CLIA member cruise lines see a number of trends in 2010 that will continue to shape this dynamic industry. They note that theme cruises, such as music, food and wine cruises, are increasing in popularity, shipboard spas are attracting cruisers, and on-board speakers for enhanced enrichment programs are gaining traction. As for anticipated passengers, cruise lines expect baby boomers and repeat cruisers to be the biggest growth markets this year.

Cruise lines also say they’ve been boosting their marketing efforts for 2010. Of course, that includes the use of social media. Carnival, for example, has consolidated all of its blogs at a site called Best Blogs at Sea [http://www.bestblogsatsea.com], uses Flickr to post photos, has a YouTube channel, maintains a Facebook page, and actively uses a Twitter account, reports Cruisemarketwatch.com.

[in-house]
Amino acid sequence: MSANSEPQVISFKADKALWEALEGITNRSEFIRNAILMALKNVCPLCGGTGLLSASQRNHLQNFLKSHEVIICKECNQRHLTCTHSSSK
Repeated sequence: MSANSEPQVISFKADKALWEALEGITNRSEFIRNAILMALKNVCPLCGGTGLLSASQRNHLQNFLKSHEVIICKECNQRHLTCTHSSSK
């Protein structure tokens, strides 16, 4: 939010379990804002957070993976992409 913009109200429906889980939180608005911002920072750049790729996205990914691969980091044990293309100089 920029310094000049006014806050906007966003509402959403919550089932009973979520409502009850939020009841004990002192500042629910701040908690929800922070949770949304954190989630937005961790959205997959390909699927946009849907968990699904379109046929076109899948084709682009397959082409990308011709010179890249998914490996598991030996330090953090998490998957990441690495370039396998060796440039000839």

Cruise lines will continue to fight for market share. They’ll need to find ways to break out of the mold and convince potential passengers to pick their ships and destinations over other cruise lines’ similar offerings – and also, over other vacation options. As they enter the critical winter cruise season, cruise line brands will undoubtedly have their ups and downs.

* Data from The Breakaway Brand by Francis J. Kelly III and Barry Silverstein (McGraw-Hill, 2005)    

[1-Jul-2010]

 
  
  

Barry Silverstein has been a frequent brandchannel contributor since 2007. He has thirty years of advertising and marketing experience and is currently a freelance writer and marketing consultant. He founded and ran his own direct marketing agency and held executive positions with Epsilon, a leading database marketing firm and Arnold, a major ad agency. Silverstein is the author of three marketing books, including the McGraw-Hill book, The Breakaway Brand, which he co-authored with Arnold CEO Fran Kelly.